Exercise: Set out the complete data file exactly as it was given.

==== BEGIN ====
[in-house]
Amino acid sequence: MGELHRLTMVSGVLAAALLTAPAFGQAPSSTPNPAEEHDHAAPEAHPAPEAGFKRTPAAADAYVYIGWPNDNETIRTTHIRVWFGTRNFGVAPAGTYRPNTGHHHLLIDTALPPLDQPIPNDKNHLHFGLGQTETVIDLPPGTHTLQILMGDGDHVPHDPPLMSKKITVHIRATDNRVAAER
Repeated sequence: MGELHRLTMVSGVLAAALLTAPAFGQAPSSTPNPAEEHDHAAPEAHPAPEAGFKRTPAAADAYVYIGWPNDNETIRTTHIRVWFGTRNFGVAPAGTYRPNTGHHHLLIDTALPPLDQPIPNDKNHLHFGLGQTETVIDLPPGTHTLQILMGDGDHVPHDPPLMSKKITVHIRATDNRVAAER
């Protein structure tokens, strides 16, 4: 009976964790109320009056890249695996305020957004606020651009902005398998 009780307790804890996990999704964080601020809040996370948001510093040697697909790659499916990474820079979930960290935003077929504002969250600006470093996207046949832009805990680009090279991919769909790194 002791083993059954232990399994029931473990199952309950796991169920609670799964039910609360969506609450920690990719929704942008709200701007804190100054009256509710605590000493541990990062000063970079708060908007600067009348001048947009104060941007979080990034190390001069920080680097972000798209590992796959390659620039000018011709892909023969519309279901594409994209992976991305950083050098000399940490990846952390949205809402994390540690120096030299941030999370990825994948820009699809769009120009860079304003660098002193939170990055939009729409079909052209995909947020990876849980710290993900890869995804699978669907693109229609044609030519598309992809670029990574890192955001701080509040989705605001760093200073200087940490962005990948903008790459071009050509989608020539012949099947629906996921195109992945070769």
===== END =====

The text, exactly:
[in-house]
Amino acid sequence: MGELHRLTMVSGVLAAALLTAPAFGQAPSSTPNPAEEHDHAAPEAHPAPEAGFKRTPAAADAYVYIGWPNDNETIRTTHIRVWFGTRNFGVAPAGTYRPNTGHHHLLIDTALPPLDQPIPNDKNHLHFGLGQTETVIDLPPGTHTLQILMGDGDHVPHDPPLMSKKITVHIRATDNRVAAER
Repeated sequence: MGELHRLTMVSGVLAAALLTAPAFGQAPSSTPNPAEEHDHAAPEAHPAPEAGFKRTPAAADAYVYIGWPNDNETIRTTHIRVWFGTRNFGVAPAGTYRPNTGHHHLLIDTALPPLDQPIPNDKNHLHFGLGQTETVIDLPPGTHTLQILMGDGDHVPHDPPLMSKKITVHIRATDNRVAAER
């Protein structure tokens, strides 16, 4: 009976964790109320009056890249695996305020957004606020651009902005398998 009780307790804890996990999704964080601020809040996370948001510093040697697909790659499916990474820079979930960290935003077929504002969250600006470093996207046949832009805990680009090279991919769909790194 002791083993059954232990399994029931473990199952309950796991169920609670799964039910609360969506609450920690990719929704942008709200701007804190100054009256509710605590000493541990990062000063970079708060908007600067009348001048947009104060941007979080990034190390001069920080680097972000798209590992796959390659620039000018011709892909023969519309279901594409994209992976991305950083050098000399940490990846952390949205809402994390540690120096030299941030999370990825994948820009699809769009120009860079304003660098002193939170990055939009729409079909052209995909947020990876849980710290993900890869995804699978669907693109229609044609030519598309992809670029990574890192955001701080509040989705605001760093200073200087940490962005990948903008790459071009050509989608020539012949099947629906996921195109992945070769």